This means that it should be in Times New Roman, and will be set to 12 point. Increase the point size to 18 points. Then click on paragraph. In the paragraph definitions box, we first of all want to get rid of any indent (otherwise the centering will be offset by the indent amount). Select to align in the centre.

Towards the bottom of the box is an option for space above, and space below. Select 40 points above, and 20 points below. You can change this later if you don’t like it.

There should be a second tab on your paragraph specification box. Click the second tab, and tick the box to insert a page break before. Click ok, and go back to the general modify screen. Click OK.

Your first heading should now have been changed to a larger font, in the centre of the page, with space before and after.

Now we are going to change ALL the chapter titles – using the power of the word processor. Go to your find and replace box. Type the word Chapter into the find box. Select the Other options and make sure that your search is not case sensitive. Put your cursor in the Replace box (making sure there are no spaces there) and from the Format box, choose Styles. Select Heading 2, and click Replace All.

Your entire book will now have all chapter headings reformatted, with a page break before. If you don’t want to call them Chapter plus something else – you can now remove the word Chapter either manually (by using the Find method, and then removing the word) or using Find and Replace, finding the word, and replacing it with an empty (or null) space from the special characters menu.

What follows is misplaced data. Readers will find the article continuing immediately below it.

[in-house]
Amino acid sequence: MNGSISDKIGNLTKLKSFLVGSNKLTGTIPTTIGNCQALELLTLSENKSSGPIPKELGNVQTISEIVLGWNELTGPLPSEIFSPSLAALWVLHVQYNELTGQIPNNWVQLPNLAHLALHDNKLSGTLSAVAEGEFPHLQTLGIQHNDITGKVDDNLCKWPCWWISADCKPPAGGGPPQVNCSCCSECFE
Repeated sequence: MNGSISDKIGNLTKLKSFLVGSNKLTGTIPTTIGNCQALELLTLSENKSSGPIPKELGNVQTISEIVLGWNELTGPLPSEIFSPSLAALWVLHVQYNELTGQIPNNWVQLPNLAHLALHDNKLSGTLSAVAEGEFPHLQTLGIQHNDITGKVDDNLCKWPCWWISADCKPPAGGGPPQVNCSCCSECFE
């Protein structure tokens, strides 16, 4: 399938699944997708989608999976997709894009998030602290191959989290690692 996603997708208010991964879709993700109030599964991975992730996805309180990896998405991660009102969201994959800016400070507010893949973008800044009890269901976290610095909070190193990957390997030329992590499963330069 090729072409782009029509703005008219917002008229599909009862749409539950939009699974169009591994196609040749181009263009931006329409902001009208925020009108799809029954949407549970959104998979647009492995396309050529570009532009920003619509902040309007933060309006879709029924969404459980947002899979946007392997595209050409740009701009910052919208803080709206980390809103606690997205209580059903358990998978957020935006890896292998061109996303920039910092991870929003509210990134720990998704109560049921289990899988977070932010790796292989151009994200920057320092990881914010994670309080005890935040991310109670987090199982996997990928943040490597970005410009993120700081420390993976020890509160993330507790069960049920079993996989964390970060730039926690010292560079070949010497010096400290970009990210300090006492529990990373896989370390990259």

One thing to note – if your text contains the word CHAPTER anywhere within it – “she entered a new chapter of her life” – you will find that this has also become a chapter heading! So scroll through your novel and check that Chapters really are Chapters. If there are any surprises, simply highlight the affected words, and set them back to a Normal style.


  • check that you have removed all incorrect formatting, as per the previous post
  • select the whole document
  • set everything to the Normal style (this won’t replace italics and bold)
  • format the Normal style to Times New Roman, 12 pt
  • modify the Normal style according to the paragraph style that you want
  • select the first Chapter heading, and set to style Heading 2
  • modify the Heading 2 style to include a page break before, plus spacing and positioning as required by your book style
  • Find and replace – enter the word Chapter in the Find box, and the style Heading 2 in the replace box (no words in the box). Replace all.
  • Check that the word Chapter didn’t appear anywhere else in the document, and reformat to Normal if it did
  • Done.